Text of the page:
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The Effective Executive – Episode 47 – Do You Create or Remove Obstacles for Employees?
The Customer Connection
Build Trust Through the Barriers You Remove
Who Makes Decisions about Work?
[00:00:00] This is the 47th episode of the effective executive podcast and YouTube video, and I wanted to do a little bit of a follow up on the power shift and that employees now hold some of the power, so to speak, within organizations so they can replace you as easily as you can replace them. So I wanted to cover the subject of, you know, do you create or remove obstacles for employees? And in some conversations that I’ve had over the past week or so or even really over the past couple of years, I’m finding more and more that people don’t really understand what I mean when I’m talking about creating obstacles and removing obstacles.
[00:01:02] So, you know, I’ve talked quite a bit as well, at least off and on in this podcast and YouTube videos about micromanagement. And a lot of the executives said, oh, I don’t I don’t micromanage. You know, I don’t look over people’s shoulders. But micromanagement plays out in a lot of different ways in people’s minds. And micromanagement can mean multiple things that have nothing to do with your physical presence. So things like measures, you know, ones that are not associated with the customer, you know, in a context center, you might have average handle time, you know, how long you’re on the phone with a particular customer. And, you know, that gets managed very heavily. You know, how fast can you get a customer off the phone so you can get to the next call as opposed to what my system advocates is developing relationships with customers.And it’s a little bit foreign in that way. But it actually reduces your handal time. It reduces your cost, because when you have people rushing on and off the phone with a customer and they don’t get a complete answer, they’re going to have to call back, which adds to your costs and and just anything associated with costs. And General, I’ve often told executives that, you know, a focus on costs increases them. You know, they’re always looking for ways to reduce costs and then the bureaucracy filters in and you start looking at expense reports and for salespeople and things like that. And, you know, it’s it gets to this.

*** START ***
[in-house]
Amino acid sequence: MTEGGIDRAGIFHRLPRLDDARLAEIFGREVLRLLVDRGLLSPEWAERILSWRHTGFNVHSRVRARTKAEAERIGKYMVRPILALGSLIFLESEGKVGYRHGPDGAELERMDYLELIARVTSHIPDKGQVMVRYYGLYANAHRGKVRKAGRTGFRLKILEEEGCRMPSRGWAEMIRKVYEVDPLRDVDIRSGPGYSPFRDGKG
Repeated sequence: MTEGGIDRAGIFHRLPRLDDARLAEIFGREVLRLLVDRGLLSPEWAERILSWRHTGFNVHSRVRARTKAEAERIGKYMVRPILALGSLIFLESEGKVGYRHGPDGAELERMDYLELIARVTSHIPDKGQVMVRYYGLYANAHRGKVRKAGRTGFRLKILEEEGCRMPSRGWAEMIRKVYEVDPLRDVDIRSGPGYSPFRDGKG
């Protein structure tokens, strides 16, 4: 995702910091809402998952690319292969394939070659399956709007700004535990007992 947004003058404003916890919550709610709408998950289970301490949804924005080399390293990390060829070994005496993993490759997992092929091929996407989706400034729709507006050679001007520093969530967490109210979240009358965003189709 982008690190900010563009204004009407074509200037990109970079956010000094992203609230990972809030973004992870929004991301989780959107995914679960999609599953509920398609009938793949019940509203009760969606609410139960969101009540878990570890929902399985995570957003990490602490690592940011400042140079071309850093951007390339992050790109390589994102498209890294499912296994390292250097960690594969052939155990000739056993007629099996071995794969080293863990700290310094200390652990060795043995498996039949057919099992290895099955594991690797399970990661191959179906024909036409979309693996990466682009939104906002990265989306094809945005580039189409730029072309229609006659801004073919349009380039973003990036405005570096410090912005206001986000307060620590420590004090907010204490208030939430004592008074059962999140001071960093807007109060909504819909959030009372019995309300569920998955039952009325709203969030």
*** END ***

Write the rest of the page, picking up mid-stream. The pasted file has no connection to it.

[00:03:02] Well, control is certainly a big part of that, and then there are other things like the the policies that you have in your organization, the rules, the procedures, all those types of things can become obstacles for employees trying to deliver value for customers. And being able to look at them in fresh eyes requires developing your synthetic thinking skills. So in other words, that you can see the system, you can see the hole to see whether they’re creating value in the eyes of the customer or not. And I really want to go back to this is kind of really fundamental and basic financials will take care of themselves. And no matter what size organization, if customers are getting out of your organization value.
[00:03:59] And so a lot of the measures that are done around financials are more keeping score. It doesn’t mean that I’m not saying you need to pay attention to costs and things of that sort, but the thing that you really need to do is grow your organization by creating value for customers. And sometimes some of the things that you put in place in your organization create barriers for customers to get value from your organization. And so employees often, especially front line ones that are facing what they see it immediately, it’s really evident. And and unfortunately, a lot of executives that I’ve worked with over the years see that as complaining. Oh, they’re just complaining about, you know, something and they’re always complaining about something. But if it’s associated with the customer, you might want to pay attention to what they’re saying and see if others are saying they’re in the front line. You know, are we what are we doing here? And this goes to looking through your customer lens to kind of see your organization as a customer would. The other thing is how you’re motivating people can create an obstacle. You know, if you’re incentivize people to do something, whether it’s get off the phone fast or, you know, a quota for sales or whatever it might be, these can create barriers are obstacles for for employees to they can create a situation where you have to, on one hand way what incentive you might get against what what’s doing right for the customer.